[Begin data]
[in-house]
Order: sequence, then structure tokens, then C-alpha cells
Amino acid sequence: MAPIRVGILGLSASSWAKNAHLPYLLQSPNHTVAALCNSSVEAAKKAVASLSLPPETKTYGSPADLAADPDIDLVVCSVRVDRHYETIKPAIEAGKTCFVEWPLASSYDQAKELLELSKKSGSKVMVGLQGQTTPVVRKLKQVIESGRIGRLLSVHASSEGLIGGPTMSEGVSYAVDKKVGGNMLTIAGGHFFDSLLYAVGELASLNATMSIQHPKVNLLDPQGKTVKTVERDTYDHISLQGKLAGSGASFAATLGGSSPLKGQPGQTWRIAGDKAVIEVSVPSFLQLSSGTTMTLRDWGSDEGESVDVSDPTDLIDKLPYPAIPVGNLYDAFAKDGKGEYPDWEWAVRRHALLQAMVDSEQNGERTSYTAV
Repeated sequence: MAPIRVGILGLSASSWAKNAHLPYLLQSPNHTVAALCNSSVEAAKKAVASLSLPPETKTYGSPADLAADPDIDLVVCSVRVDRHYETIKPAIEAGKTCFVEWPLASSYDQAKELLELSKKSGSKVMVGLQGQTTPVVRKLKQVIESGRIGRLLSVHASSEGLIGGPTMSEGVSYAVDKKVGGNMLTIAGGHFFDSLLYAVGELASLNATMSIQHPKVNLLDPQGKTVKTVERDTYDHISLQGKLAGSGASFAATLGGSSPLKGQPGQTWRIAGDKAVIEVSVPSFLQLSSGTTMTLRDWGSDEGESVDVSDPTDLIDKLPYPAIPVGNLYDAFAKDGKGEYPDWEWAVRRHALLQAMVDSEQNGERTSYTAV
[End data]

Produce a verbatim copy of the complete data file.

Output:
[in-house]
Order: sequence, then structure tokens, then C-alpha cells
Amino acid sequence: MAPIRVGILGLSASSWAKNAHLPYLLQSPNHTVAALCNSSVEAAKKAVASLSLPPETKTYGSPADLAADPDIDLVVCSVRVDRHYETIKPAIEAGKTCFVEWPLASSYDQAKELLELSKKSGSKVMVGLQGQTTPVVRKLKQVIESGRIGRLLSVHASSEGLIGGPTMSEGVSYAVDKKVGGNMLTIAGGHFFDSLLYAVGELASLNATMSIQHPKVNLLDPQGKTVKTVERDTYDHISLQGKLAGSGASFAATLGGSSPLKGQPGQTWRIAGDKAVIEVSVPSFLQLSSGTTMTLRDWGSDEGESVDVSDPTDLIDKLPYPAIPVGNLYDAFAKDGKGEYPDWEWAVRRHALLQAMVDSEQNGERTSYTAV
Repeated sequence: MAPIRVGILGLSASSWAKNAHLPYLLQSPNHTVAALCNSSVEAAKKAVASLSLPPETKTYGSPADLAADPDIDLVVCSVRVDRHYETIKPAIEAGKTCFVEWPLASSYDQAKELLELSKKSGSKVMVGLQGQTTPVVRKLKQVIESGRIGRLLSVHASSEGLIGGPTMSEGVSYAVDKKVGGNMLTIAGGHFFDSLLYAVGELASLNATMSIQHPKVNLLDPQGKTVKTVERDTYDHISLQGKLAGSGASFAATLGGSSPLKGQPGQTWRIAGDKAVIEVSVPSFLQLSSGTTMTLRDWGSDEGESVDVSDPTDLIDKLPYPAIPVGNLYDAFAKDGKGEYPDWEWAVRRHALLQAMVDSEQNGERTSYTAV